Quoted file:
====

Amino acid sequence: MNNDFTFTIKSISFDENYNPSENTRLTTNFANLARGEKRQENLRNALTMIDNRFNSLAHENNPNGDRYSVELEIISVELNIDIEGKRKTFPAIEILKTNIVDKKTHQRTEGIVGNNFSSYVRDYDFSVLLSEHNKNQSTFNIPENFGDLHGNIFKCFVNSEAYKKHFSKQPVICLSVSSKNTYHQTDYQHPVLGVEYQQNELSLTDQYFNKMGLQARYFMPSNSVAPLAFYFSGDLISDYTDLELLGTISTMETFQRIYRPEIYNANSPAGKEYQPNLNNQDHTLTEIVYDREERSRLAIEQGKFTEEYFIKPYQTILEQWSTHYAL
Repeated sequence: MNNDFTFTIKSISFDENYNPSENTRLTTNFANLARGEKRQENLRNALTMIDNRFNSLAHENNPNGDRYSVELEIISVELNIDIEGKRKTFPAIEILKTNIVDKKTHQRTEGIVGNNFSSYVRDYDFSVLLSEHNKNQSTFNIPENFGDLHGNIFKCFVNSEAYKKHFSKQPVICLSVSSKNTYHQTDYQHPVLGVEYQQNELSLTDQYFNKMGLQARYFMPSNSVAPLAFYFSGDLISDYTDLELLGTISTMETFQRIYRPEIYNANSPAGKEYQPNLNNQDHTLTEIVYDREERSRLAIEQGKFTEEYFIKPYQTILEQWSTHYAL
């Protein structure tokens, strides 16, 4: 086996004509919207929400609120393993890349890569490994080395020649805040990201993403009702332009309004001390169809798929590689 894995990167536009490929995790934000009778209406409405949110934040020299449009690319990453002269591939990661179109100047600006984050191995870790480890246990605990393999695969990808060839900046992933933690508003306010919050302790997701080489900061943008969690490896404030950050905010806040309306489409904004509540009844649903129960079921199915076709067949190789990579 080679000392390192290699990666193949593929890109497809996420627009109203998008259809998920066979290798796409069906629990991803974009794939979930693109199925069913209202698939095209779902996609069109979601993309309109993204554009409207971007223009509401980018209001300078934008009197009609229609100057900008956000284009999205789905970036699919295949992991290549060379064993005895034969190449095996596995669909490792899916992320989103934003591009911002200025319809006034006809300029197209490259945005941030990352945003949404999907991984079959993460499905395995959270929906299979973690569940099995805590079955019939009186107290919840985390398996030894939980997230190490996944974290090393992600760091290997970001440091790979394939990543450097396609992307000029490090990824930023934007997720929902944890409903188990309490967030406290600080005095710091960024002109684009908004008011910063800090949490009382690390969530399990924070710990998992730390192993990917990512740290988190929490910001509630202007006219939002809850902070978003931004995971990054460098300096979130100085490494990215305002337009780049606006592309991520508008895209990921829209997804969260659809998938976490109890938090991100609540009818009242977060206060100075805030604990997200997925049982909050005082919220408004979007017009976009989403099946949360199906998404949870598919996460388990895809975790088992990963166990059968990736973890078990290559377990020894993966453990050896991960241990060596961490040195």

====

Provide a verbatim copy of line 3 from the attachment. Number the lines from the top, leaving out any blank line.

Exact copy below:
């Protein structure tokens, strides 16, 4: 086996004509919207929400609120393993890349890569490994080395020649805040990201993403009702332009309004001390169809798929590689 894995990167536009490929995790934000009778209406409405949110934040020299449009690319990453002269591939990661179109100047600006984050191995870790480890246990605990393999695969990808060839900046992933933690508003306010919050302790997701080489900061943008969690490896404030950050905010806040309306489409904004509540009844649903129960079921199915076709067949190789990579 080679000392390192290699990666193949593929890109497809996420627009109203998008259809998920066979290798796409069906629990991803974009794939979930693109199925069913209202698939095209779902996609069109979601993309309109993204554009409207971007223009509401980018209001300078934008009197009609229609100057900008956000284009999205789905970036699919295949992991290549060379064993005895034969190449095996596995669909490792899916992320989103934003591009911002200025319809006034006809300029197209490259945005941030990352945003949404999907991984079959993460499905395995959270929906299979973690569940099995805590079955019939009186107290919840985390398996030894939980997230190490996944974290090393992600760091290997970001440091790979394939990543450097396609992307000029490090990824930023934007997720929902944890409903188990309490967030406290600080005095710091960024002109684009908004008011910063800090949490009382690390969530399990924070710990998992730390192993990917990512740290988190929490910001509630202007006219939002809850902070978003931004995971990054460098300096979130100085490494990215305002337009780049606006592309991520508008895209990921829209997804969260659809998938976490109890938090991100609540009818009242977060206060100075805030604990997200997925049982909050005082919220408004979007017009976009989403099946949360199906998404949870598919996460388990895809975790088992990963166990059968990736973890078990290559377990020894993966453990050896991960241990060596961490040195």